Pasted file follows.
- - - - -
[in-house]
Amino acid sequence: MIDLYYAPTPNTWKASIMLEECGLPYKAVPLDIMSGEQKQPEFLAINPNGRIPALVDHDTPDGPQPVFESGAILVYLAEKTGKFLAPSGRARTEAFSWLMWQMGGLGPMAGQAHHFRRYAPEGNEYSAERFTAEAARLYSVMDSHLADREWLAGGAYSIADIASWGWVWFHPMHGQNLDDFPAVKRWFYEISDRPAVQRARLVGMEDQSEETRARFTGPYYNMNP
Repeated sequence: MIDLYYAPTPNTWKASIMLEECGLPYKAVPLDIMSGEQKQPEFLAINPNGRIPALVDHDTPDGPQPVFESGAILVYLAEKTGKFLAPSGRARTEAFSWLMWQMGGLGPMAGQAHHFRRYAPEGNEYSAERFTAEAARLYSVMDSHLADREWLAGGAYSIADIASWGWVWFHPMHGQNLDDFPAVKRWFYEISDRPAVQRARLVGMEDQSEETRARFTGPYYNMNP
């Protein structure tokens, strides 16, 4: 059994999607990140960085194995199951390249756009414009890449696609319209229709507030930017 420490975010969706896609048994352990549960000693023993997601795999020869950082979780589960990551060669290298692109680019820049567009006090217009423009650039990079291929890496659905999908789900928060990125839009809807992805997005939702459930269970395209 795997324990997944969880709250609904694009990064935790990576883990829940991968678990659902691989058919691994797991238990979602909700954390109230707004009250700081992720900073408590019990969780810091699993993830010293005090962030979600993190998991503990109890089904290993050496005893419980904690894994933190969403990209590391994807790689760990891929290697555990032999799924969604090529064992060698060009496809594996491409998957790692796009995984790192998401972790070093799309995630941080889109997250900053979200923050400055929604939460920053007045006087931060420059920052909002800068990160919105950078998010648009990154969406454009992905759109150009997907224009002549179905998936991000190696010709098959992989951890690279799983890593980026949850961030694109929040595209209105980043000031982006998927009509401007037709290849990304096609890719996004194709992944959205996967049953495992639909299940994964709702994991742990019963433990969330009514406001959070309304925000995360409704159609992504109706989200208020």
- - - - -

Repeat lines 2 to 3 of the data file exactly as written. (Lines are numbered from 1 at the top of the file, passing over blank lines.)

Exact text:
Amino acid sequence: MIDLYYAPTPNTWKASIMLEECGLPYKAVPLDIMSGEQKQPEFLAINPNGRIPALVDHDTPDGPQPVFESGAILVYLAEKTGKFLAPSGRARTEAFSWLMWQMGGLGPMAGQAHHFRRYAPEGNEYSAERFTAEAARLYSVMDSHLADREWLAGGAYSIADIASWGWVWFHPMHGQNLDDFPAVKRWFYEISDRPAVQRARLVGMEDQSEETRARFTGPYYNMNP
Repeated sequence: MIDLYYAPTPNTWKASIMLEECGLPYKAVPLDIMSGEQKQPEFLAINPNGRIPALVDHDTPDGPQPVFESGAILVYLAEKTGKFLAPSGRARTEAFSWLMWQMGGLGPMAGQAHHFRRYAPEGNEYSAERFTAEAARLYSVMDSHLADREWLAGGAYSIADIASWGWVWFHPMHGQNLDDFPAVKRWFYEISDRPAVQRARLVGMEDQSEETRARFTGPYYNMNP